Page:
Book Review: The Warren Buffett Way

The author of this book is Robert G. Hagstrom. He is a fan of Warren Buffett and has been studying the great investor for some time. This book is written with the aim to provide lessons that help to improve the readers’ investment results. The target audience is US readers, thus there are some issues that may be irelevant in Malaysia such as the capital gain tax.

Layout of The Warren Buffett Way

This book is the third edition and has eight chapters with three forewords (each for a different edition from different people), an introduction and a preface.

Chapter 1 and 2 are about the growth and development of Warren Buffett.

Chapter 3 talks about the 12 investment tenets while chapter 4 gives us some case studies.

Chapter 5 is about focus investing.

Chapter 6 and 7 discuss the role of psychology in investment.

The final chapter tells us Buffett’s personal life and the author gives his final advice here too.


There are 12 investment tenets mentioned in the book and they are divided into four categories, namely business, management, financial and market. In this review, I will share the financial and market tenets. There are four principles in the financial tenets and these are: 1) Focus on return on equity, not earnings per share, 2) Calculate “owner earnings” to get a true reflection of value, 3) Look for companies with high profit margin, and 4) For every dollar retained, make sure the company has created at least one dollar of market value. Market tenets have only two factors: 1) What is the value of the business? and 2) Can the business be purchased at a significant discount to its value? By applying the tenets, it is possible to buy a great business at a significant discount.

The author also provides the formula to estimate the value of a stock. The formula is owner earnings divided by the risk-free rate. The owner’s earnings is net income plus depreciation and amortization minus capital expenditures. We can use the future owner earnings (based on our estimation) too. The risk-free rate that Buffett uses is the long-term US government bond but we can use our preferred rate of return as a substitute. Nonetheless, if we use a higher rate, there will be a larger margin of safety in the valuation.

Normally, when we talk about risk in investment, it is related to the price volatility. Nonetheless, in Buffett’s mind, risk has nothing to do with price volatility but whether the stock will produce a profit. Thus, it is important to only invest in high quality companies. As for diversification, Buffett believes that wide diversification is required for investors who do not know what they are doing. Thus, he practises focus investing where he only invests in a handful of stocks. Nonetheless, mistakes are unavoidable and the author advises us to sell the losers so that we can deploy the capital to better candidates.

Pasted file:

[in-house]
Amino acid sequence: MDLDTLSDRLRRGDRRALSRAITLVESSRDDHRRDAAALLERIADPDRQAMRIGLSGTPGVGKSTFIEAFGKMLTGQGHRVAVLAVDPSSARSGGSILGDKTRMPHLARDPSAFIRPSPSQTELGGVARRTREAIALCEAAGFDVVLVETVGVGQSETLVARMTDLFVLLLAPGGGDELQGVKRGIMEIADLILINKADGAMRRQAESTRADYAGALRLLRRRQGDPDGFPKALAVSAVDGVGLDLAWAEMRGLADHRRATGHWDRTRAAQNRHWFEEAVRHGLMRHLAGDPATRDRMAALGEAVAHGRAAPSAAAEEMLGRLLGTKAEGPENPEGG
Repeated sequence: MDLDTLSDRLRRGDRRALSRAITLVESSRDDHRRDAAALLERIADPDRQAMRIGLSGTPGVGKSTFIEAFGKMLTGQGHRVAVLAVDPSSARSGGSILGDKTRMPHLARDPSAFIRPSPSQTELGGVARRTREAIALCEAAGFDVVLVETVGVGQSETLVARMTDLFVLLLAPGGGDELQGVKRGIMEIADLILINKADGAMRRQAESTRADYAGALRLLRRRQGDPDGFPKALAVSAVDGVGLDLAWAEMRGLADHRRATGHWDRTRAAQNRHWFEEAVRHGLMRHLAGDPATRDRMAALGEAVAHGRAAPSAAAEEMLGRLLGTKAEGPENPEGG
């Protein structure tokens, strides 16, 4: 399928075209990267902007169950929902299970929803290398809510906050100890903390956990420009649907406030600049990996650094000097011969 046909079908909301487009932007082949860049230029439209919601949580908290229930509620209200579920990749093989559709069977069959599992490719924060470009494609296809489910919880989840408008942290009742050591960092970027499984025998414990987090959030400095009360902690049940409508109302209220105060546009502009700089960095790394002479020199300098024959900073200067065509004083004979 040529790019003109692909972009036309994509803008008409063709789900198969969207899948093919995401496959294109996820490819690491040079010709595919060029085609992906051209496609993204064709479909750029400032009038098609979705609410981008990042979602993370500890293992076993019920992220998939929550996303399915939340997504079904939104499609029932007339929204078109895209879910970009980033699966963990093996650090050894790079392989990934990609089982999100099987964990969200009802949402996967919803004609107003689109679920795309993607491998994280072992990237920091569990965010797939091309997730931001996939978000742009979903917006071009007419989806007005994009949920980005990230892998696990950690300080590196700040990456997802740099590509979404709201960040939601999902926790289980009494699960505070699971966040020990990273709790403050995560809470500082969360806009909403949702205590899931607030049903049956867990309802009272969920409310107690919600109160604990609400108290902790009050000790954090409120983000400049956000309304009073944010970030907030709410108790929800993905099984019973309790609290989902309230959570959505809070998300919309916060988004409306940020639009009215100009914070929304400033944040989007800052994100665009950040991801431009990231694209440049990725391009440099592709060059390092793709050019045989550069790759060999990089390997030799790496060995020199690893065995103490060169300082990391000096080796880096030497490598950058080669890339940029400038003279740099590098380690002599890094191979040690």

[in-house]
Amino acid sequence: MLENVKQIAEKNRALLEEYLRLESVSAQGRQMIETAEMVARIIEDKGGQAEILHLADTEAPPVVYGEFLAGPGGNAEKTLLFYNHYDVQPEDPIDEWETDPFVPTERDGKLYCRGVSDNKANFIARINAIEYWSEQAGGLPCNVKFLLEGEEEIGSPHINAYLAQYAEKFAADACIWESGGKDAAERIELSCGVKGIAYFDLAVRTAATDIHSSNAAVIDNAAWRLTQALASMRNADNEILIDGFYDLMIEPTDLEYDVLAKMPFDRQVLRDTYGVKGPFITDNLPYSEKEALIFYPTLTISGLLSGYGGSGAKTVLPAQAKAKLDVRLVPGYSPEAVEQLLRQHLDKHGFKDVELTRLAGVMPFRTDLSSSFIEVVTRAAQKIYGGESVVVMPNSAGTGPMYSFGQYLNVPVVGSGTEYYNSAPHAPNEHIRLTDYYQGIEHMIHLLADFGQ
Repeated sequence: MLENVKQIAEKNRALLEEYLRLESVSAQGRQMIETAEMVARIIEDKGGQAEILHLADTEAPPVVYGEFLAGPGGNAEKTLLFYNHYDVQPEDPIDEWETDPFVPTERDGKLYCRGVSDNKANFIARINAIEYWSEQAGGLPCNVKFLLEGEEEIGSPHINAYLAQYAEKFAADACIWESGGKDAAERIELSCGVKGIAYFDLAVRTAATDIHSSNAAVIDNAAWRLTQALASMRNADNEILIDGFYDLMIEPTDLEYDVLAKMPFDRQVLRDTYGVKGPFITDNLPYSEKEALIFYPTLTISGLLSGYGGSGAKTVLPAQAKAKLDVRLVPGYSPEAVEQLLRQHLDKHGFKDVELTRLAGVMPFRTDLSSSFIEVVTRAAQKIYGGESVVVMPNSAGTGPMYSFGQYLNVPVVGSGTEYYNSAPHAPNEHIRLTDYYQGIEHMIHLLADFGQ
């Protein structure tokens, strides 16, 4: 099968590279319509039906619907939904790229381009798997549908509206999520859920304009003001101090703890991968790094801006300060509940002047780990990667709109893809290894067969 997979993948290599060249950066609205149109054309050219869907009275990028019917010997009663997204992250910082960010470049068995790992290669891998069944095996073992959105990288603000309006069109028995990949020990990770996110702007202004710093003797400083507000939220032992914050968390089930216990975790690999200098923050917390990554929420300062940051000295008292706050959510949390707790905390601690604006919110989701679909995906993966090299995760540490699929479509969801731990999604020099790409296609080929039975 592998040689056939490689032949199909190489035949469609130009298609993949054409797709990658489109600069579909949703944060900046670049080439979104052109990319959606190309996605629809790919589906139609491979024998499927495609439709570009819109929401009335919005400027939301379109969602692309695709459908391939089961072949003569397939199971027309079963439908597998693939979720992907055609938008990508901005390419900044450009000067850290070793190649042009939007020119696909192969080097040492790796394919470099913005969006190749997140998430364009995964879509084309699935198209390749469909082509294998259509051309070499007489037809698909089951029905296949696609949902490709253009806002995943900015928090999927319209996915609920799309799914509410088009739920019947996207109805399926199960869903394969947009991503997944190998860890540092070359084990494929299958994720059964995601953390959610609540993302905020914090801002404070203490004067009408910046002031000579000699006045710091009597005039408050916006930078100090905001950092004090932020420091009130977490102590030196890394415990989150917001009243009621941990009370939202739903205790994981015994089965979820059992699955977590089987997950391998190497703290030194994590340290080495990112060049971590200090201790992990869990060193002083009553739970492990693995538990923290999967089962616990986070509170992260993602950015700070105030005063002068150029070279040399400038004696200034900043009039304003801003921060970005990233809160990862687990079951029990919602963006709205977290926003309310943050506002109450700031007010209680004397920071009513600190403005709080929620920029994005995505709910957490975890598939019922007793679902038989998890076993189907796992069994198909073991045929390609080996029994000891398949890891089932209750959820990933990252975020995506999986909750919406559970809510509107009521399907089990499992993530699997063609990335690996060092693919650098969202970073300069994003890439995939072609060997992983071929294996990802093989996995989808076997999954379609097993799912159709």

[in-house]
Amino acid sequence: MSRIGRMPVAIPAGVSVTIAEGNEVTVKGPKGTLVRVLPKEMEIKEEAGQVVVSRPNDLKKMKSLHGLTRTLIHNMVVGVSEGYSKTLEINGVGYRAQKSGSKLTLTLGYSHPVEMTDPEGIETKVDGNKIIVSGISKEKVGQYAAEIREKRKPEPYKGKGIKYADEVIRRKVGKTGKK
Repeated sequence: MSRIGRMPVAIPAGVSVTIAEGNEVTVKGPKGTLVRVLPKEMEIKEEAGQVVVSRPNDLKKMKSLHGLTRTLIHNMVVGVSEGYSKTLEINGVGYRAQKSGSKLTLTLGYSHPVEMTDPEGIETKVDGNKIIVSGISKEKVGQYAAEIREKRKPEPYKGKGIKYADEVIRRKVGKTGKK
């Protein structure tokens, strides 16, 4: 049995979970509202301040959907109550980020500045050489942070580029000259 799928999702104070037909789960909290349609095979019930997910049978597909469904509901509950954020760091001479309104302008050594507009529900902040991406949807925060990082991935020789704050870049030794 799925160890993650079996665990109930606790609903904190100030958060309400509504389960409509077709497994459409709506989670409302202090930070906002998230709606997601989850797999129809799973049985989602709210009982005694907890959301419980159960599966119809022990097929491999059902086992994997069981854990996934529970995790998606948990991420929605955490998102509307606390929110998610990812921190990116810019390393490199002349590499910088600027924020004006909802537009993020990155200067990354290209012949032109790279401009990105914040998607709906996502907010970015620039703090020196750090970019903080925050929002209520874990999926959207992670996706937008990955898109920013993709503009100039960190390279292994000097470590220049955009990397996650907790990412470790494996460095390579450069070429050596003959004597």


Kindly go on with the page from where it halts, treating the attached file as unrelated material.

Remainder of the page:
Rationality and patience are important in achieving investment success. The abilities to see past the present and analyse several possible scenarios and wait patiently for the stock price to catch up with its intrinsic value are not so common among investors. Lastly, investment success comes from doing more things right than wrong, so do not be afraid to make mistakes but make sure to learn from the missteps.


I learned a lot from this book. This book makes me rethink my investing strategy. I am guilty of taking action even though there is no great opportunity. Thus, I have to be more patient now and wait for the right time to strike. I believe this is a great book for value investors. If you are interested in Warren Buffett’s way of investing, The Warren Buffett Way is the book that you should read.

As usual, before I end, I will share some quotes from the book.

“Both active and index funds do offer diversification, but, in general, neither strategy will give you exceptional returns.”

“It appears to me that the most sensible way to approach horse racing, or the stock market, is to wait until the good horse comes to the post with inviting odds.”

“Given enough time, the price of a business will align with the company’s economics.”

“In the short run, investor sentiment – human emotion – has a more pronounced impact on stock prices than a company’s fundamentals.”

“One thing we can say with certainty is that knowledge works to increase our investment return and reduces overall risk. I believe we can also make the case that knowledge is what defines the difference between investment and speculation.”

Recommended book

If you are interested in The Warren Buffett Way, you may get the book from Kinokuniya Malaysia through the link below*.

*Disclosure: The above link is Involve Asia affiliate link. Thus, I may earn a small commission when you purchase the book through this link.

Leave a Reply

Your email address will not be published. Required fields are marked *